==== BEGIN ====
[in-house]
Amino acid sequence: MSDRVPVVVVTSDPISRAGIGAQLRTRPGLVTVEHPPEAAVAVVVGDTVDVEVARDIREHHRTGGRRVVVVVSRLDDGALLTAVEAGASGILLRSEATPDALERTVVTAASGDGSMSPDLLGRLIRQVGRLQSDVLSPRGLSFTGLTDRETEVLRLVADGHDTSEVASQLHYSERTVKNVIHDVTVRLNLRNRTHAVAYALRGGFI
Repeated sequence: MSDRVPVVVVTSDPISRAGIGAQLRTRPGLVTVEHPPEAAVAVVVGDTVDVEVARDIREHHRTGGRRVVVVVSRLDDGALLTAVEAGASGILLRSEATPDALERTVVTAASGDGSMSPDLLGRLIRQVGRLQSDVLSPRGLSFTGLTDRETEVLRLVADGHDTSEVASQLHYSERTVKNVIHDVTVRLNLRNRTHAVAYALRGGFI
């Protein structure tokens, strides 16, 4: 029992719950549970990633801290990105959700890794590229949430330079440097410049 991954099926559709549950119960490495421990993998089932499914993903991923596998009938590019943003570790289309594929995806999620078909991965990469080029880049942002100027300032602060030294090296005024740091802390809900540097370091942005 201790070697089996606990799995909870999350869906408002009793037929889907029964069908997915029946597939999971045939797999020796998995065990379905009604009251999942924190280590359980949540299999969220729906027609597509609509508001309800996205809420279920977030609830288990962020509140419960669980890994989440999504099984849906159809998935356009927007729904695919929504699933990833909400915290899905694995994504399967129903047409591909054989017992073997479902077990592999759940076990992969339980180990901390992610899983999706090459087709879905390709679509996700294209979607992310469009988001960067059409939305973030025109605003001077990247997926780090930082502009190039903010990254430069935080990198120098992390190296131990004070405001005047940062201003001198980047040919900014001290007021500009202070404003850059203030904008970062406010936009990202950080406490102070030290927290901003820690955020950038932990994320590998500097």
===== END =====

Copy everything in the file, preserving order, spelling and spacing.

[in-house]
Amino acid sequence: MSDRVPVVVVTSDPISRAGIGAQLRTRPGLVTVEHPPEAAVAVVVGDTVDVEVARDIREHHRTGGRRVVVVVSRLDDGALLTAVEAGASGILLRSEATPDALERTVVTAASGDGSMSPDLLGRLIRQVGRLQSDVLSPRGLSFTGLTDRETEVLRLVADGHDTSEVASQLHYSERTVKNVIHDVTVRLNLRNRTHAVAYALRGGFI
Repeated sequence: MSDRVPVVVVTSDPISRAGIGAQLRTRPGLVTVEHPPEAAVAVVVGDTVDVEVARDIREHHRTGGRRVVVVVSRLDDGALLTAVEAGASGILLRSEATPDALERTVVTAASGDGSMSPDLLGRLIRQVGRLQSDVLSPRGLSFTGLTDRETEVLRLVADGHDTSEVASQLHYSERTVKNVIHDVTVRLNLRNRTHAVAYALRGGFI
């Protein structure tokens, strides 16, 4: 029992719950549970990633801290990105959700890794590229949430330079440097410049 991954099926559709549950119960490495421990993998089932499914993903991923596998009938590019943003570790289309594929995806999620078909991965990469080029880049942002100027300032602060030294090296005024740091802390809900540097370091942005 201790070697089996606990799995909870999350869906408002009793037929889907029964069908997915029946597939999971045939797999020796998995065990379905009604009251999942924190280590359980949540299999969220729906027609597509609509508001309800996205809420279920977030609830288990962020509140419960669980890994989440999504099984849906159809998935356009927007729904695919929504699933990833909400915290899905694995994504399967129903047409591909054989017992073997479902077990592999759940076990992969339980180990901390992610899983999706090459087709879905390709679509996700294209979607992310469009988001960067059409939305973030025109605003001077990247997926780090930082502009190039903010990254430069935080990198120098992390190296131990004070405001005047940062201003001198980047040919900014001290007021500009202070404003850059203030904008970062406010936009990202950080406490102070030290927290901003820690955020950038932990994320590998500097």